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Sweet Peas and Onions

Alas the beautiful weather disappears and today is quite wet, so I anticipate spending at least some time in the polytunnel. This is one of the many reasons why polytunnels are brilliant, if it is really wet I can garden under cover, however I notice it is not as dry as it should be inside owing to the many leaks in the roof caused by my darling cats! In between heavy showers I nip outside to continue planting the onion sets and by the end of the day Snowball, Hercules and Keravel are all planted. I do love the names fruit, vegetables and plants are given, one of my great pleasures is writing plant labels - I think that makes me a bit sad! Inside, dodging drips from the roof, I start to organise the sweet peas. I have a dream of growing lots of different varieties of sweet pea and training them up the outside of the fruit cage walls. This would look lovely, but I don't have a great success with sweet peas outside normally, so I am really trying to do things right this year. The seed packets of my new varieties suggest soaking the seeds overnight in warm water, Alan Titchmarsh says soak for a few hours in water. I go for a compromise and decide to soak them for a few hours in warm water in my muffin tin! I then plant them in root trainers and put them in my new propagator. There are 8 root trainers planted out with 248 Sweet Peas. The cats as usual are very interested in nesting in the heated propagators.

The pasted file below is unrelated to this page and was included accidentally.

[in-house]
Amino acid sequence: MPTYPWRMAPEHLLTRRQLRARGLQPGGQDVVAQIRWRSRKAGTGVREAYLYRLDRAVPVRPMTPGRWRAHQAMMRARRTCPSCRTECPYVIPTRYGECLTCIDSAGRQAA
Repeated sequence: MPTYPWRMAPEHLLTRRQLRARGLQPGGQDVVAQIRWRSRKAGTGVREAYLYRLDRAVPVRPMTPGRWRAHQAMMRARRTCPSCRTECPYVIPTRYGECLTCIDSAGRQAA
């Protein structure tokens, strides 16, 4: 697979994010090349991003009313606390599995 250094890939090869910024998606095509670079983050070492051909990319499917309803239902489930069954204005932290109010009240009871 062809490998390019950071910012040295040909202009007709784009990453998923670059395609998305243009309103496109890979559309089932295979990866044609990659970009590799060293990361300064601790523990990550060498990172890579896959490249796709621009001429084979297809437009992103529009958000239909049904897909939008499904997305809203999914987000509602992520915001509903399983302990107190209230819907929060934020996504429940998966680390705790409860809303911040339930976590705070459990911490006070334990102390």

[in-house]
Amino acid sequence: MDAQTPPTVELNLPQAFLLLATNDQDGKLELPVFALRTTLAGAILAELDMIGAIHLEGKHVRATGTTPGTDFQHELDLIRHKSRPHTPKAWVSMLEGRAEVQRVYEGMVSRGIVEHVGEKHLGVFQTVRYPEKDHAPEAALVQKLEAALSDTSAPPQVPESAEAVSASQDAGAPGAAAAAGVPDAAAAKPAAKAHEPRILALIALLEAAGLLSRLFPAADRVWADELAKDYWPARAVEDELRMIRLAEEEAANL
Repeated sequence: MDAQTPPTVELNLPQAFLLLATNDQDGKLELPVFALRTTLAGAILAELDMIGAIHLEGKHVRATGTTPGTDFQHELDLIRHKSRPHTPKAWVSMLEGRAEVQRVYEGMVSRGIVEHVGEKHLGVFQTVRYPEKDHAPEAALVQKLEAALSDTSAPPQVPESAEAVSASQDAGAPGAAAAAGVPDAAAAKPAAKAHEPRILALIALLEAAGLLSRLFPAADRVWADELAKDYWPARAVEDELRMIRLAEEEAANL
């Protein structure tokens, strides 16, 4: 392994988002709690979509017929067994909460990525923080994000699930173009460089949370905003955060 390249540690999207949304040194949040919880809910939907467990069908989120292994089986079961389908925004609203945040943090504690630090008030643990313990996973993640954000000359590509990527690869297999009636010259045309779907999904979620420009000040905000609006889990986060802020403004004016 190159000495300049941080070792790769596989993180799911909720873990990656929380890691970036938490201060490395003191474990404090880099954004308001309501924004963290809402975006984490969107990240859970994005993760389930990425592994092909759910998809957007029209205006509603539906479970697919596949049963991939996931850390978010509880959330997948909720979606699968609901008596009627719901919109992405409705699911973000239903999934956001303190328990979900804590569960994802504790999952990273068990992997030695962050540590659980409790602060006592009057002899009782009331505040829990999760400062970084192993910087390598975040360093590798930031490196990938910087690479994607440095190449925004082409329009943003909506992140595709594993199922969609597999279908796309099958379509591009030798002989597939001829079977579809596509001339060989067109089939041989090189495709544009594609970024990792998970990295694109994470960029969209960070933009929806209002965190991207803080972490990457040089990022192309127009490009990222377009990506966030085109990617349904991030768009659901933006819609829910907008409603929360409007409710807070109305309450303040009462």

I had 12x 75l sacks of potting compost delivered by my local nursery and I loaded them 6 at a time into our big green barrow to take them round to the kitchen garden - it was very heavy and I nearly lost control of it through the gate both times, maybe I should have made three journeys, I think, as the ridiculously heavy barrow nearly shot me into the polytunnel! As I haul out 12 very heavy compost bags, slippery from the rain, I wonder if this is how other ladies of my vintage spend their afternoons!

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